North Dakota killing field offers snapshot of Earth's last mass extinction

For more than half a decade at a North Dakota site called Tanis in the Hell Creek Formation, paleontologist Robert DePalma has worked to unearth evidence of what is believed to be a 'killing field' established shortly after the impact of the asteroid that ushered in Earth's last mass extinction event. The site is home to the fossilized remains of many dead creatures ranging from fish to a dinosaur.

All of the creatures encased in the 66-million-year-old killing field died at the same time on the same day; they represent all stages of life, according to an announcement by UC Berkeley. The mass grave was established during the K-T boundary — that is, the end of the Cretaceous Period and beginning of the Tertiary period. Dinosaurs went extinct during the K-T mass extinction event and 75-percent of life on Earth was destroyed.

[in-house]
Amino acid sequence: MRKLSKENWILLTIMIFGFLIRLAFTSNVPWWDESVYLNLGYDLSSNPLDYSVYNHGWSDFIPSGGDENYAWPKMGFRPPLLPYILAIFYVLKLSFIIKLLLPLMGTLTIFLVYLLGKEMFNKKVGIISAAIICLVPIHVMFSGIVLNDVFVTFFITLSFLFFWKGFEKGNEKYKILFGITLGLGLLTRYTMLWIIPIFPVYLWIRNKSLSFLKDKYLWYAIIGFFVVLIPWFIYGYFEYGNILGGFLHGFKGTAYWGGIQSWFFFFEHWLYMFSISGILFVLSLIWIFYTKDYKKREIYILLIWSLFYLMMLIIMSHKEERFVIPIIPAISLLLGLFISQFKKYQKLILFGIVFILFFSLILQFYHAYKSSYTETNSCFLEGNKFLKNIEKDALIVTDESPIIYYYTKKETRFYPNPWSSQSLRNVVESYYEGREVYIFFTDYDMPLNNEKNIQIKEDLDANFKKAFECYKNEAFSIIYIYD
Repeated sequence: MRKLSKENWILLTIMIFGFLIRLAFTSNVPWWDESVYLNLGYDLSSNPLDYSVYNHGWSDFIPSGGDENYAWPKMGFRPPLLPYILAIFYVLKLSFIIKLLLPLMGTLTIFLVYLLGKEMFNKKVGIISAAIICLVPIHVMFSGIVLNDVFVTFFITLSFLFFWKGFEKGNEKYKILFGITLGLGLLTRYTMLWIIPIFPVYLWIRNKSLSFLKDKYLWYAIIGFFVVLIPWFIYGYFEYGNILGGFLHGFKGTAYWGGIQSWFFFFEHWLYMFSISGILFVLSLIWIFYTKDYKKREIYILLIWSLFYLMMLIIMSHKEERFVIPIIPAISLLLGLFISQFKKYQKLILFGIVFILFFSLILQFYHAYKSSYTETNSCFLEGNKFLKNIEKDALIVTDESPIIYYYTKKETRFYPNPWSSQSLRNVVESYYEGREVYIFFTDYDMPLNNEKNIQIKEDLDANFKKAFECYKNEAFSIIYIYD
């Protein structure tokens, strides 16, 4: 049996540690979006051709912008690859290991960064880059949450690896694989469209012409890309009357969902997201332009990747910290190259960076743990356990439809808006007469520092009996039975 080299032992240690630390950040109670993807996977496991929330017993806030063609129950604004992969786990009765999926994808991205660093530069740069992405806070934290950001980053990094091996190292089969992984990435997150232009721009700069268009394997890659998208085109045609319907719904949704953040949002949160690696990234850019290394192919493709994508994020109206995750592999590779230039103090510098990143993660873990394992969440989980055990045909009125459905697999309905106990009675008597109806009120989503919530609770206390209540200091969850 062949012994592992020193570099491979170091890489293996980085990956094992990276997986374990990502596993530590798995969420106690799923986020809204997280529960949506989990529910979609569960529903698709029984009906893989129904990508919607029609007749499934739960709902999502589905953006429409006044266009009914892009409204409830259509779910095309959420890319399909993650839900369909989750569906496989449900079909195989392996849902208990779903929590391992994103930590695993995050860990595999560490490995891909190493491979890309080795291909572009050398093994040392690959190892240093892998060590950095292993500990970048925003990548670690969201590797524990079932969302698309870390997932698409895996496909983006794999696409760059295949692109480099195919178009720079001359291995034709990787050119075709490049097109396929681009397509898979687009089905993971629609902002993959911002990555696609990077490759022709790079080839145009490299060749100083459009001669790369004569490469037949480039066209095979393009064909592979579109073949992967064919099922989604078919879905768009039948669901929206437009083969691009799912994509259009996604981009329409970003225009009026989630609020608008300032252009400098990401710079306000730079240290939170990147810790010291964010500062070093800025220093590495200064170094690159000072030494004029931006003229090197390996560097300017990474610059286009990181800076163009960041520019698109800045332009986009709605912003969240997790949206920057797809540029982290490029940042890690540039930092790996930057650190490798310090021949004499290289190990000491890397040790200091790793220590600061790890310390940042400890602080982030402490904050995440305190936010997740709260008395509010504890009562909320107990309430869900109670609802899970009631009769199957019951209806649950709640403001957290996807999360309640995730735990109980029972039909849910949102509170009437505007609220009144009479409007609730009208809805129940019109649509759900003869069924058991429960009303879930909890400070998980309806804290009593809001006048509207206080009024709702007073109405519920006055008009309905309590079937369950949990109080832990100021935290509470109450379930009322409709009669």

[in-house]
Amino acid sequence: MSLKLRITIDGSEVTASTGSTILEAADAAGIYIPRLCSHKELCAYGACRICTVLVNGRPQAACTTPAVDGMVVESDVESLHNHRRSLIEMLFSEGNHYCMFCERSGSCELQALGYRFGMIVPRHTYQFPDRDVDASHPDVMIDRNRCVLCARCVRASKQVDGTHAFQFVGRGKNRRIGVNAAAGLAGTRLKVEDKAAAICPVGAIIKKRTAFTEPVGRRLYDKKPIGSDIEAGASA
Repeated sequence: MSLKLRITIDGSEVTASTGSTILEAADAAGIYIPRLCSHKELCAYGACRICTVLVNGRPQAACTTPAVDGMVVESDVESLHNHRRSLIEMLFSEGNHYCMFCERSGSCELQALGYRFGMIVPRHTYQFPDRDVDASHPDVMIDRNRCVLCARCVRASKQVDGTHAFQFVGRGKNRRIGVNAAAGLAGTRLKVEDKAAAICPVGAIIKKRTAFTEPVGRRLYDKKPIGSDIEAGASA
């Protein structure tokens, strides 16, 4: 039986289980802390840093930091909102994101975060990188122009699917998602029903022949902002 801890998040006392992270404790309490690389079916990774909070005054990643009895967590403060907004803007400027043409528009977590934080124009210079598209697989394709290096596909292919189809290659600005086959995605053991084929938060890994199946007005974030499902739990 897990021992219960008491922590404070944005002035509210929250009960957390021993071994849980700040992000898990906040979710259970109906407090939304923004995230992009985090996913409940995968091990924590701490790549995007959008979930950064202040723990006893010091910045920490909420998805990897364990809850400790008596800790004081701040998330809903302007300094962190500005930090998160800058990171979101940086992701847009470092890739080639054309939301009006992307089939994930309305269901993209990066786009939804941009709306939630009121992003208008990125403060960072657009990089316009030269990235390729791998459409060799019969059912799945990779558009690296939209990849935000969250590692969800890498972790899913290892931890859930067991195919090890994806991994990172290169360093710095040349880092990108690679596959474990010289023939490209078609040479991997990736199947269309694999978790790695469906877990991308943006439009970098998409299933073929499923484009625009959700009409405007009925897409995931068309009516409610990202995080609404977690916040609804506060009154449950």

The K-T mass extinction event is believed to have resulted from the strike of a large meteorite or small asteroid that made impact near the Yucatan Peninsula around 66 million years ago. A massive impact crater was formed on the ocean floor and a combination of vaporized asteroid dust and molten rocks were blasted into the atmosphere.

A cloud of this particulate spread across Earth, paving the way for the mass extinction event. Melted rock ejected into the atmosphere formed into glass beads called tektites, which then rained down on the creatures below, including ones located at the North Dakota site. At the same time, tsunamis flooded the region likely due to huge earthquakes caused by the impact.

The result is a large killing field set down in layers that exists as something like a snapshot of this cataclysmic moment in Earth's history. Within the killing field lie fish that died with glass beads in their gills, as well as the remains of insects, mammals, burned trees and loose branches, the partial remains of a Triceratops, amber, and more.